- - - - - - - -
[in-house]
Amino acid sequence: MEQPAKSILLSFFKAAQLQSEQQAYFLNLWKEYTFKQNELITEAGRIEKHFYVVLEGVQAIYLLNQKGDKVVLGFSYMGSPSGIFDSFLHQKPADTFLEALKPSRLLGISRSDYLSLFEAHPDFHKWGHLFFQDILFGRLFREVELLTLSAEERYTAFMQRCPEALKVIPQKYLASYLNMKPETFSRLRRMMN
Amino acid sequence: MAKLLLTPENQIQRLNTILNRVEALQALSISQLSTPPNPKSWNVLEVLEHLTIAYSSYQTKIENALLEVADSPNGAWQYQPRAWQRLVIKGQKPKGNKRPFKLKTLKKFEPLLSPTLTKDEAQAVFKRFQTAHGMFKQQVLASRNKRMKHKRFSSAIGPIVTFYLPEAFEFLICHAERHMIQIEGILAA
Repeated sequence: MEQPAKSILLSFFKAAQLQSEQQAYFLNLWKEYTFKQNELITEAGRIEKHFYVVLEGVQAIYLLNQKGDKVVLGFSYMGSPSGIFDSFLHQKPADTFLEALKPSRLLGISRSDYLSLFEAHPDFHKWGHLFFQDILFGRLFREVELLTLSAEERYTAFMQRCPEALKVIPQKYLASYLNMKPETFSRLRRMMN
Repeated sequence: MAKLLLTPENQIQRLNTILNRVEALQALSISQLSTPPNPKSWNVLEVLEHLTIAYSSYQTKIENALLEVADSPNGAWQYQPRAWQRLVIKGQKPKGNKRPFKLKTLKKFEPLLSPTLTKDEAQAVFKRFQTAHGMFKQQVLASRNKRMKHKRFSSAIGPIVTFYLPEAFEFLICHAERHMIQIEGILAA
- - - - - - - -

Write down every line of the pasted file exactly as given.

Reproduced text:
[in-house]
Amino acid sequence: MEQPAKSILLSFFKAAQLQSEQQAYFLNLWKEYTFKQNELITEAGRIEKHFYVVLEGVQAIYLLNQKGDKVVLGFSYMGSPSGIFDSFLHQKPADTFLEALKPSRLLGISRSDYLSLFEAHPDFHKWGHLFFQDILFGRLFREVELLTLSAEERYTAFMQRCPEALKVIPQKYLASYLNMKPETFSRLRRMMN
Amino acid sequence: MAKLLLTPENQIQRLNTILNRVEALQALSISQLSTPPNPKSWNVLEVLEHLTIAYSSYQTKIENALLEVADSPNGAWQYQPRAWQRLVIKGQKPKGNKRPFKLKTLKKFEPLLSPTLTKDEAQAVFKRFQTAHGMFKQQVLASRNKRMKHKRFSSAIGPIVTFYLPEAFEFLICHAERHMIQIEGILAA
Repeated sequence: MEQPAKSILLSFFKAAQLQSEQQAYFLNLWKEYTFKQNELITEAGRIEKHFYVVLEGVQAIYLLNQKGDKVVLGFSYMGSPSGIFDSFLHQKPADTFLEALKPSRLLGISRSDYLSLFEAHPDFHKWGHLFFQDILFGRLFREVELLTLSAEERYTAFMQRCPEALKVIPQKYLASYLNMKPETFSRLRRMMN
Repeated sequence: MAKLLLTPENQIQRLNTILNRVEALQALSISQLSTPPNPKSWNVLEVLEHLTIAYSSYQTKIENALLEVADSPNGAWQYQPRAWQRLVIKGQKPKGNKRPFKLKTLKKFEPLLSPTLTKDEAQAVFKRFQTAHGMFKQQVLASRNKRMKHKRFSSAIGPIVTFYLPEAFEFLICHAERHMIQIEGILAA